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BRI Delivers on 20-Year-Old UN Bangladesh Rail Upgrade Blueprint

China backing sees work set to begin on long-delayed, United Nations-endorsed Chittagong-Cox's Bazar rail link.

Photo: The proposed design of the unique oyster-shaped Cox’s Bazar railway terminal.
The proposed design of the unique oyster-shaped Cox's Bazar railway terminal.
Photo: The proposed design of the unique oyster-shaped Cox’s Bazar railway terminal.
The proposed design of the unique oyster-shaped Cox's Bazar railway terminal.

It was officially confirmed late last month that work is set to begin on one of Bangladesh's key Belt and Road Initiative (BRI) infrastructure projects – a 102km rail link connecting Cox's Bazar, one of the country's leading tourist destinations, with Chattogram (formerly Chittagong), its principal port. The news came in a statement from the China Civil Engineering Construction Corporation (CCECC), the lead developer of the South Asia Subregional Economic Cooperation (SASEC) Chittagong-Cox's Bazar Railway Project, as it is formally known.

Spelling out the specific state of play, the statement read: "All the investment required for this project is now in place, with work due to commence in line with the agreed schedule. In order to facilitate this, a series of training seminars have also now been completed with designated project officials."

Once completed, the project will comprise a new dual-gauge line, along with 185 major and minor bridges, between Cox's Bazar and Chattogram, which is set some 242km southeast of Dhaka, the country's capital. The new line is scheduled to open in late 2023 and should be conveying some 2.9 million passengers annually by the following year.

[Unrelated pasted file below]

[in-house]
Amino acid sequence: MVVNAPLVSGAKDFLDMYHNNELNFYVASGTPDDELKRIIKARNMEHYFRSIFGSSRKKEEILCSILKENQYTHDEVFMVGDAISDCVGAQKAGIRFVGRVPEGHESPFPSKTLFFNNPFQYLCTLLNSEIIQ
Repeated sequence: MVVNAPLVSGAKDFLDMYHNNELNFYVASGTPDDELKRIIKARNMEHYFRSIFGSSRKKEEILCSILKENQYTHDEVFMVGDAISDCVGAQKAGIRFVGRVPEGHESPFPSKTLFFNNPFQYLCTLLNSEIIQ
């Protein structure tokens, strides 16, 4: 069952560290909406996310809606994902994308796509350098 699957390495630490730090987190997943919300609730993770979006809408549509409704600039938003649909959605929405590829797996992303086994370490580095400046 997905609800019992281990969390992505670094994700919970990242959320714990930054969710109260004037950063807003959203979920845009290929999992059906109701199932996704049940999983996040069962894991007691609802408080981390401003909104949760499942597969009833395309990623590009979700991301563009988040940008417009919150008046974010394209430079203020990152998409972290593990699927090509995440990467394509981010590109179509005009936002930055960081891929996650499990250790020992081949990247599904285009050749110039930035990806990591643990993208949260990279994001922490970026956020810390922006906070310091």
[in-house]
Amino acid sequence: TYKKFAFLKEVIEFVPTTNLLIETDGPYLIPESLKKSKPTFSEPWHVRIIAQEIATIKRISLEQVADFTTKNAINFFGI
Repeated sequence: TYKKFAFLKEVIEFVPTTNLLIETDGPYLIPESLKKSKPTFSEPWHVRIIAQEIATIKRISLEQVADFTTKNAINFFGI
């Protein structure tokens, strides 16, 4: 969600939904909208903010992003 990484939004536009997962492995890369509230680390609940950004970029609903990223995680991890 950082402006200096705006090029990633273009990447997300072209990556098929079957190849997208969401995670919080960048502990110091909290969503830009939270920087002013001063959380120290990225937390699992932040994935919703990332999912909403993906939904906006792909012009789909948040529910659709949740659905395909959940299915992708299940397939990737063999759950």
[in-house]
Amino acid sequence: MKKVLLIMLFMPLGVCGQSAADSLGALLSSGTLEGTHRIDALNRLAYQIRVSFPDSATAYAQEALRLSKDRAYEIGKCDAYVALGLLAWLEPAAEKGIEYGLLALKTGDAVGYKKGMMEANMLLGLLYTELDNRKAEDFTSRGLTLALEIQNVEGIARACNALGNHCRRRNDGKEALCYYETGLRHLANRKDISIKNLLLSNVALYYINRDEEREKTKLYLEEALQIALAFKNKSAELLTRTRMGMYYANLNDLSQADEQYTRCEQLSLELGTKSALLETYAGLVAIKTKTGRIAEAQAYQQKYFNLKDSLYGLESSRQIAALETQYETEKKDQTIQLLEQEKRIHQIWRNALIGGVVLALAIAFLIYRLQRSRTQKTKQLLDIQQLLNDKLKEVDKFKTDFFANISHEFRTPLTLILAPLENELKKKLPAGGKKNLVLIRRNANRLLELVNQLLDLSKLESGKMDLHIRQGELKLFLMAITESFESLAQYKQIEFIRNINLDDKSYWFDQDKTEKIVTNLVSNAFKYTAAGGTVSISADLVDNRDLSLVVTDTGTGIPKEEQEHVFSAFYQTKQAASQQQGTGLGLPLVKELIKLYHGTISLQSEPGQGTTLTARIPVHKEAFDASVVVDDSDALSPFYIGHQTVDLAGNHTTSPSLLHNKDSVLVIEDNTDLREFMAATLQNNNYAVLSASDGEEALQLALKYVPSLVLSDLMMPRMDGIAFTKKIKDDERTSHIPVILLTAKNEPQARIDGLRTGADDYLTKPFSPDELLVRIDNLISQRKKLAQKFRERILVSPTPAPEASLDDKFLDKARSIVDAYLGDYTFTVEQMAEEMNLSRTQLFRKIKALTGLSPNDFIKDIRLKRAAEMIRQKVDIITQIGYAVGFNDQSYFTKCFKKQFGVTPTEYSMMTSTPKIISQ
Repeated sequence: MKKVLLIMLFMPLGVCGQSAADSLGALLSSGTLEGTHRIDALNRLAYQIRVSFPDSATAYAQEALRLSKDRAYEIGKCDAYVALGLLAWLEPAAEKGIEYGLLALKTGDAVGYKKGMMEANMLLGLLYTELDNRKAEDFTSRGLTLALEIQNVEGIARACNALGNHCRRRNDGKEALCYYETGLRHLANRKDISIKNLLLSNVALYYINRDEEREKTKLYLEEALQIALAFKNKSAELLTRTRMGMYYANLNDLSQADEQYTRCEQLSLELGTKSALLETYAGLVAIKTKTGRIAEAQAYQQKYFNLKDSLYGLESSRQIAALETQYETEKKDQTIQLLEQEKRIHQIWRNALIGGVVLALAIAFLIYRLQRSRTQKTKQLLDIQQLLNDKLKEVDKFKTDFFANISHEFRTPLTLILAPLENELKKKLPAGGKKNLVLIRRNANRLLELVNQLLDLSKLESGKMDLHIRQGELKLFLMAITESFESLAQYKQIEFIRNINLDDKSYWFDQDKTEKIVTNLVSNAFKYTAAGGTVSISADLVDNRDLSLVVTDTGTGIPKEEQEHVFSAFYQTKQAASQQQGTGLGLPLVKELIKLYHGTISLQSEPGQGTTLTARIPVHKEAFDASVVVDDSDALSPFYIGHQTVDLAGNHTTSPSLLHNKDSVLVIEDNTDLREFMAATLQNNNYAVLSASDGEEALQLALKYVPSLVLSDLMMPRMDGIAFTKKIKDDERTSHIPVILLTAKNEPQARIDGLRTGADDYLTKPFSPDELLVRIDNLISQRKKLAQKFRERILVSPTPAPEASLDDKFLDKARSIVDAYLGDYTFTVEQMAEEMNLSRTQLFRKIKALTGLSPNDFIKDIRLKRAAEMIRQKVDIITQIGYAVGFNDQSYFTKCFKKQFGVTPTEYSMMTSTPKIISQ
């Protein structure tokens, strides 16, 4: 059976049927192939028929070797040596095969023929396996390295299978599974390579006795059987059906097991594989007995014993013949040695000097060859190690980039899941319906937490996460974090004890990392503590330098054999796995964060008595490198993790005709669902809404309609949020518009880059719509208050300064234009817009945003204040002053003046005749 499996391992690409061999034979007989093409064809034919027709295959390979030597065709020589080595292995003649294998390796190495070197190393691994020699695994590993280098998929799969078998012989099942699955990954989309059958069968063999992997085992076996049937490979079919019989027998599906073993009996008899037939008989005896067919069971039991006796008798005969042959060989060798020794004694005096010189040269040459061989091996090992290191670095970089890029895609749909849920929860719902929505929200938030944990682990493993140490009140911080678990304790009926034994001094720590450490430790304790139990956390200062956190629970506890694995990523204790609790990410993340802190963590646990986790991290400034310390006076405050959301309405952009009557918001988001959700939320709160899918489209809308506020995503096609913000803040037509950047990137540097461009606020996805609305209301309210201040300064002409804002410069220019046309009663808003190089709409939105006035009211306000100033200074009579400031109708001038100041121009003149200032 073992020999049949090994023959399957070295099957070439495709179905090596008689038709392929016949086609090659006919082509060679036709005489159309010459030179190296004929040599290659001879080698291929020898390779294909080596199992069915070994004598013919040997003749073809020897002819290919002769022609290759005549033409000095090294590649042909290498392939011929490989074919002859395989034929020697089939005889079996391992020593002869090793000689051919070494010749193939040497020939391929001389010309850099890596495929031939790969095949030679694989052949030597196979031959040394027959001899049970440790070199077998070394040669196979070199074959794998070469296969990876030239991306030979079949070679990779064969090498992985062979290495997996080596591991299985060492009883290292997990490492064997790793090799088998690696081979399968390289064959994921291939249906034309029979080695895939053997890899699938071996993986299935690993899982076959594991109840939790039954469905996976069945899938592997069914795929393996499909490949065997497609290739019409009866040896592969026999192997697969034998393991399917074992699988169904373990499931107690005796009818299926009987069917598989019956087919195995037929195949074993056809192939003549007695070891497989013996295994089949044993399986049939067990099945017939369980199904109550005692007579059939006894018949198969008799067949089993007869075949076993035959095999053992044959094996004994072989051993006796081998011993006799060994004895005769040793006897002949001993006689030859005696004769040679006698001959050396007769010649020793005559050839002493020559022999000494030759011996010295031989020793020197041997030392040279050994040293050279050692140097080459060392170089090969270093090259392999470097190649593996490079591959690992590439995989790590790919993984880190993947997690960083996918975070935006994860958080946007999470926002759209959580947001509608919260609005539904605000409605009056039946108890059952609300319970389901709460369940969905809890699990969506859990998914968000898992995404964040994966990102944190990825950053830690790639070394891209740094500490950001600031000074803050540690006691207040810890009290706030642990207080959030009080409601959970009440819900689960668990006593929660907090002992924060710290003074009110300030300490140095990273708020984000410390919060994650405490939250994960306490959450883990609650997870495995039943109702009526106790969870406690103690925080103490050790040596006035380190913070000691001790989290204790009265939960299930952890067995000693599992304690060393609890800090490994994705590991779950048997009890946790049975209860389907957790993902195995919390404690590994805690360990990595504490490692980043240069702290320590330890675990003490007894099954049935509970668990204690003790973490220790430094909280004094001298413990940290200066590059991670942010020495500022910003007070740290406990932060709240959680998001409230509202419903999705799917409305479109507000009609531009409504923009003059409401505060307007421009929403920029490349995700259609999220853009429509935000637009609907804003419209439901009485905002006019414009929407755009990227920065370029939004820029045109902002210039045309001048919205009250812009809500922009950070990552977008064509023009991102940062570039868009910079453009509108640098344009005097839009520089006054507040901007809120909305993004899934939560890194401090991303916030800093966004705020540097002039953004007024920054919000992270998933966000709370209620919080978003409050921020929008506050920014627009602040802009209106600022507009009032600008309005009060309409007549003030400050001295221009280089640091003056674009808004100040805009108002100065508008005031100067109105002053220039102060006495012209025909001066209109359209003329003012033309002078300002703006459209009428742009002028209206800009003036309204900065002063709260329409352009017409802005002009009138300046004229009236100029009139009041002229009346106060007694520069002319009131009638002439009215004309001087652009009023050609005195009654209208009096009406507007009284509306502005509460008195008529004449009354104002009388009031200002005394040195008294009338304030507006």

BRI funding for the scheme was initially approved in September 2017, when officials from Bangladesh Railways, CCECC, MAX JV (a joint venture between CCECC and MAX International, a Dhaka-based multiservice conglomerate), and a China Railway Group-Toma Construction joint-venture vehicle, all agreed terms. The financing arrangements were finalised in May, when the Asian Development Bank (ADB) – one of the primary funding bodies behind the BRI – issued a loan of US$400 million to the Bangladesh government, the second tranche of the $1.5 billion the institution had already signed up to provide. All told, the loan will cover about 27% of the envisaged costs and is repayable over 25 years.

The line has added significance in that it is an integral part of the southern corridor of the Trans-Asia Railway Network, a project intended to offer a series of seamless rail links between Asia and Europe. While originally conceived by the United Nations (UN) in 1999, it has subsequently been co-opted as part of the wider BRI programme.

Exactly as envisioned by the UN, the new China-backed take on the scheme will see the southern corridor of the Trans-Asian Railway provide a continuous rail connection between Southeast Asia and Europe, as well as between Southwestern China and Europe. In addition, it will provide rapid rail transit between many of the outlying regions of the countries along its routes and their principal seaports.

As well as delivering on the proposed network, China has also taken on board a number of other UN Bangladesh-related initiatives. The China Railway Major Bridge Engineering Group, for instance, is now the primary construction firm behind the $3 billion Padma Multipurpose Bridge project, a UN-endorsed scheme designed to boost Dhaka's rail and road connectivity.

In other developments, earlier this year, the Bangladesh government announced plans to invest some $1.9 billion in upgrading the Akhaura-Sylhet single-gauge rail line to a dual-gauge connection – a 239km section of line that runs from Dhaka to Chattogram along various bridges and supporting infrastructure that will also require substantial upgrades. Under the terms of a Memorandum of Understanding signed in September 2015, the China Railway Construction Bridge Engineering Bureau Group is expected be the lead developer.

About $1.26 billion of the overall cost is also expected to be underwritten by China, with the remainder being provided by the Bangladesh government. In January 2017, the Chinese Embassy in Dhaka confirmed to Bangladesh's Economic Relations Division that China Exim Bank would provide up to $1.75 billion in credit support for the project.

Geoff de Freitas, Special Correspondent, Dhaka

Content provided by Picture: HKTDC Research
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